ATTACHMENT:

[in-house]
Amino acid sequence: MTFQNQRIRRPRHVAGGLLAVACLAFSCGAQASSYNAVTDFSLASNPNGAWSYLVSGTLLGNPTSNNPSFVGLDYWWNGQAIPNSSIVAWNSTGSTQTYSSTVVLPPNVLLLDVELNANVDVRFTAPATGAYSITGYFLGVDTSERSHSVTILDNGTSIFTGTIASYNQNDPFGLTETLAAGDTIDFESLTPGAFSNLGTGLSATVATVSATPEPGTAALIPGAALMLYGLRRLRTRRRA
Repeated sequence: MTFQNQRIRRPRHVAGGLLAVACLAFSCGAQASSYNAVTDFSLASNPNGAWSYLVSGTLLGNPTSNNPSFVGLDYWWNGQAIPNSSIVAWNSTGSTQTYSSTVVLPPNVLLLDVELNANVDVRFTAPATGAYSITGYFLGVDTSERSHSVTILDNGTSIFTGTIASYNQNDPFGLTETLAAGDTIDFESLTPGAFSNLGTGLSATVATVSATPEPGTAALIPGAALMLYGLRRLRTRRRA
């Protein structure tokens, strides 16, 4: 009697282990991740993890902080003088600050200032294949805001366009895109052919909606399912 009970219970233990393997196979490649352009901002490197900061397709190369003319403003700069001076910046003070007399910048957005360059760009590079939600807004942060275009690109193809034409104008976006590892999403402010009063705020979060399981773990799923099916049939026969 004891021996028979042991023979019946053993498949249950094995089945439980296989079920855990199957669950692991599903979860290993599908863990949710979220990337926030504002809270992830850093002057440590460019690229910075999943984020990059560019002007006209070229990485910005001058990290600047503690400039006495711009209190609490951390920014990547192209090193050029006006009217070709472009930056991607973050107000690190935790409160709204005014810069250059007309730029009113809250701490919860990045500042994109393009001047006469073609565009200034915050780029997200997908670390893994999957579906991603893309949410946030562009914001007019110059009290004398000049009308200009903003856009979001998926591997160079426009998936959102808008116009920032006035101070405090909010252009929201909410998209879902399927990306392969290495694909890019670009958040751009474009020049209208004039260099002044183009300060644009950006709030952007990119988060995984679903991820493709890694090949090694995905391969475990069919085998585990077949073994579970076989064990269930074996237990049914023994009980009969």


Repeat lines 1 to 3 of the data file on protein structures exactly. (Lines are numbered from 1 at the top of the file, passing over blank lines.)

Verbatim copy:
[in-house]
Amino acid sequence: MTFQNQRIRRPRHVAGGLLAVACLAFSCGAQASSYNAVTDFSLASNPNGAWSYLVSGTLLGNPTSNNPSFVGLDYWWNGQAIPNSSIVAWNSTGSTQTYSSTVVLPPNVLLLDVELNANVDVRFTAPATGAYSITGYFLGVDTSERSHSVTILDNGTSIFTGTIASYNQNDPFGLTETLAAGDTIDFESLTPGAFSNLGTGLSATVATVSATPEPGTAALIPGAALMLYGLRRLRTRRRA
Repeated sequence: MTFQNQRIRRPRHVAGGLLAVACLAFSCGAQASSYNAVTDFSLASNPNGAWSYLVSGTLLGNPTSNNPSFVGLDYWWNGQAIPNSSIVAWNSTGSTQTYSSTVVLPPNVLLLDVELNANVDVRFTAPATGAYSITGYFLGVDTSERSHSVTILDNGTSIFTGTIASYNQNDPFGLTETLAAGDTIDFESLTPGAFSNLGTGLSATVATVSATPEPGTAALIPGAALMLYGLRRLRTRRRA